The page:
The Oklahoma Sooners and the LSU Tigers both opened as slim three-point road favorites for their Saturday games, with Oklahoma facing the Tennessee Volunteers and LSU going up against the Mississippi State Bulldogs. The BYU Cougars, meanwhile, opened as 1.5-point home underdogs against the Boise State Broncos after they lost quarterback Taysom Hill to a season-ending foot injury over the weekend.

The Utah Utes opened as 11-point home favorites against the rival Utah State Aggies for their Friday night matchup, while bigger favorites on the early lines for Week 2 include the Wisconsin Badgers as 33-point chalk at home against the Miami (Ohio) RedHawks and the Alabama Crimson Tide as 34-point chalk at home against the Middle Tennessee Blue Raiders.

And the top-ranked Ohio State Buckeyes don't get their season started until Monday night against the Virginia Tech Hokies, but they opened as huge 38-point home favorites for their Week 2 matchup against the Hawaii Rainbow Warriors this weekend at the sportsbooks. Ohio State is a 14-point favorite against Virginia Tech.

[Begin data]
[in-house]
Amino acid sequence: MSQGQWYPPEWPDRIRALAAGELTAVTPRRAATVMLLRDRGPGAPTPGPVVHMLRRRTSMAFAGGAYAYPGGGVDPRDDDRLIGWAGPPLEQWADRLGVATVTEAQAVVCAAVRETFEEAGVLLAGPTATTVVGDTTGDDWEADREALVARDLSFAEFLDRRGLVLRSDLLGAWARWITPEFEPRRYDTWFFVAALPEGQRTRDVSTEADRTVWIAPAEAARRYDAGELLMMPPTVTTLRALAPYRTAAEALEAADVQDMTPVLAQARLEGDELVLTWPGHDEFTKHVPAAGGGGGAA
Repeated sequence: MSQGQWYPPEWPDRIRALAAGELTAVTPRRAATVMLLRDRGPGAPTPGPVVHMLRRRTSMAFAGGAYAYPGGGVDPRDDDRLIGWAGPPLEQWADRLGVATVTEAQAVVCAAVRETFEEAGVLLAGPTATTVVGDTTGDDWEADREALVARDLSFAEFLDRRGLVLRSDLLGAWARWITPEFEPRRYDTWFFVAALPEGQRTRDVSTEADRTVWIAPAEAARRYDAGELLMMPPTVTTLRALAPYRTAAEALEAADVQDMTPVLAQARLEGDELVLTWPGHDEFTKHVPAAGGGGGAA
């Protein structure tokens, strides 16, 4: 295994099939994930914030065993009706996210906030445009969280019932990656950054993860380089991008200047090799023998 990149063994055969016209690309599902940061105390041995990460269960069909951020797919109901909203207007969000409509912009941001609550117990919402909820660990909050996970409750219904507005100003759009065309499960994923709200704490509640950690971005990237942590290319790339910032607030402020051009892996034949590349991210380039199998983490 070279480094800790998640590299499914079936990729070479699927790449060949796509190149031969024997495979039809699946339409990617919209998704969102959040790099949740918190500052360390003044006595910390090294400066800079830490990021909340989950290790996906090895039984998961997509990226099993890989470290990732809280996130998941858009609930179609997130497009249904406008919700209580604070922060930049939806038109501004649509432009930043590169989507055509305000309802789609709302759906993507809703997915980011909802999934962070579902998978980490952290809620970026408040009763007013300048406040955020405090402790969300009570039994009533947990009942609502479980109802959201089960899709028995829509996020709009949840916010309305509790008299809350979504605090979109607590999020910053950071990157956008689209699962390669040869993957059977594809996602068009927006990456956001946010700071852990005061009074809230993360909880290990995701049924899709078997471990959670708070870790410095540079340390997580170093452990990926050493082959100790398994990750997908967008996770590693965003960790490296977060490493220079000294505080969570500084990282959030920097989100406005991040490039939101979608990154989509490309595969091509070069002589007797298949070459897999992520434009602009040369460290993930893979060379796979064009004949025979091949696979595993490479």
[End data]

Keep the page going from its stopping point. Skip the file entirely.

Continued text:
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Braxton Miller, Not Either of the QBs Will Be Ohio State's X-Factor in Week 1

COLUMBUS, Ohio — When Ohio State takes the field for its season opener against Virginia Tech on Monday night, one of college football's biggest questions of the offseason will finally be answered—and it won't have anything to do with who's playing quarterback for the Buckeyes.